Steam rises from the cooling towers of the Lippendorf power plant south of Leipzig.
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LONDON – Eurozone inflation peaked in 13 years in September as the bloc battled rising energy costs.
Headline inflation was 3.4% last month according to preliminary data from the European statistical office Eurostat. This was the highest level since September 2008, when inflation was 3.6%. It comes after German consumer prices rose 4.1% in September – their highest level in almost 30 years.
The increase was driven by rising energy prices, adding to policy makers’ concern. The front month gas price at the Dutch TTF hub, a European benchmark, has risen by almost 400% since the beginning of the year.
In addition, this streak of energy prices is unlikely to end anytime soon, as energy analysts warn that market nervousness is likely to linger through the winter.
France is the youngest country to step up measures to reduce costs for consumers. Prime Minister Jean Castex said Thursday the government would block further increases in natural gas and electricity tariffs. However, before these measures go into effect, gas prices for French consumers will rise by 12.6% from Friday.
Italy, Greece and Spain have also taken steps to counter the price increases.
In the interim?
Central bankers believe that the recent spikes in inflation are “temporary” and that price pressures will ease in 2022.
“We have revised many of our forecasts upwards in the last three quarters. Things have recovered faster, and that goes for growth, that goes for inflation and that goes for employment, ”European Central Bank President Christine Lagarde told CNBC in September.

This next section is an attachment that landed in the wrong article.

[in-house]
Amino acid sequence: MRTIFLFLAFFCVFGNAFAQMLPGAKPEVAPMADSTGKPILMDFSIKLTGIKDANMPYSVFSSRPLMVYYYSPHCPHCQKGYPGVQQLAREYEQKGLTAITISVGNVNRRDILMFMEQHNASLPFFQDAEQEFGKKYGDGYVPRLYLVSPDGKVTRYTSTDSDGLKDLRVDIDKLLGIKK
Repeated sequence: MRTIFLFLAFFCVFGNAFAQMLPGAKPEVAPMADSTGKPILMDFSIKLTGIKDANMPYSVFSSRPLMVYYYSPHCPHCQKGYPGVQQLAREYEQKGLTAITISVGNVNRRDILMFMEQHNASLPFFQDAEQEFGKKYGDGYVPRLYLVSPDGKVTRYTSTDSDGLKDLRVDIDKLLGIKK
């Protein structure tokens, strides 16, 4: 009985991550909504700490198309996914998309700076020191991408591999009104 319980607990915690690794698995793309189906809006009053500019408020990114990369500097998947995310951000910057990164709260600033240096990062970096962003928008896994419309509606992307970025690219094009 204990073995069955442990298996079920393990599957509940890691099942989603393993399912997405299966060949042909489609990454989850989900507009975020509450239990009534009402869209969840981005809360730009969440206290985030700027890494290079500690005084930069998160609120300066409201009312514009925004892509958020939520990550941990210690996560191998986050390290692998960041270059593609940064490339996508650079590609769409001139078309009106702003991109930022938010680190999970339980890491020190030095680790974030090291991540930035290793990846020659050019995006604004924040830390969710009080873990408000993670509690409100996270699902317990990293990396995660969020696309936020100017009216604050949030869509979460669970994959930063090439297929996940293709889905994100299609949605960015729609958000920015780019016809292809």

“So in a way, it’s a package of good news because it means our economies are reacting.”
However, she added that energy price pressures would likely outlast other inflationary factors, particularly disruptions in supply chains.
“Energy will be a matter that will probably stay with us for a longer period of time. We also start from fossil energy sources,” said Lagarde.
However, some economists question whether the price pressures are temporary – and whether the central bank needs to adjust monetary policy more quickly.
“The recent surge will do very little to bridge the gap between the two inflation camps: one argues that the inflation drivers are temporary and that base effects will disappear or even reverse over the next year, and the other sees a broad risk one Accelerating inflation. We’re staying somewhere. ” in the middle, “said Carsten Brzeski, Global Head of Macro at ING Germany, in a statement on Thursday.
“Consistently higher inflation rates and a high risk that the ECB has actually entered a phase where its longer-term inflation projections are often too low compared to too high in the years leading up to the pandemic will put pressure on how” much monetary adjustment that the eurozone economy really needs, “he added
Analysts expect the ECB to provide further details on its monetary policy stance at a meeting in December. The pandemic emergency purchase program known as PEPP is slated to expire in March, and ECB observers expect purchases to decline in the last few months of the program.
“Even if inflation stays high longer, we still think that the [European Central] The bank will stick to its cautious approach, ”said Andrew Kenningham, Chief Economist for Europe at Capital Economics, in a statement on Thursday.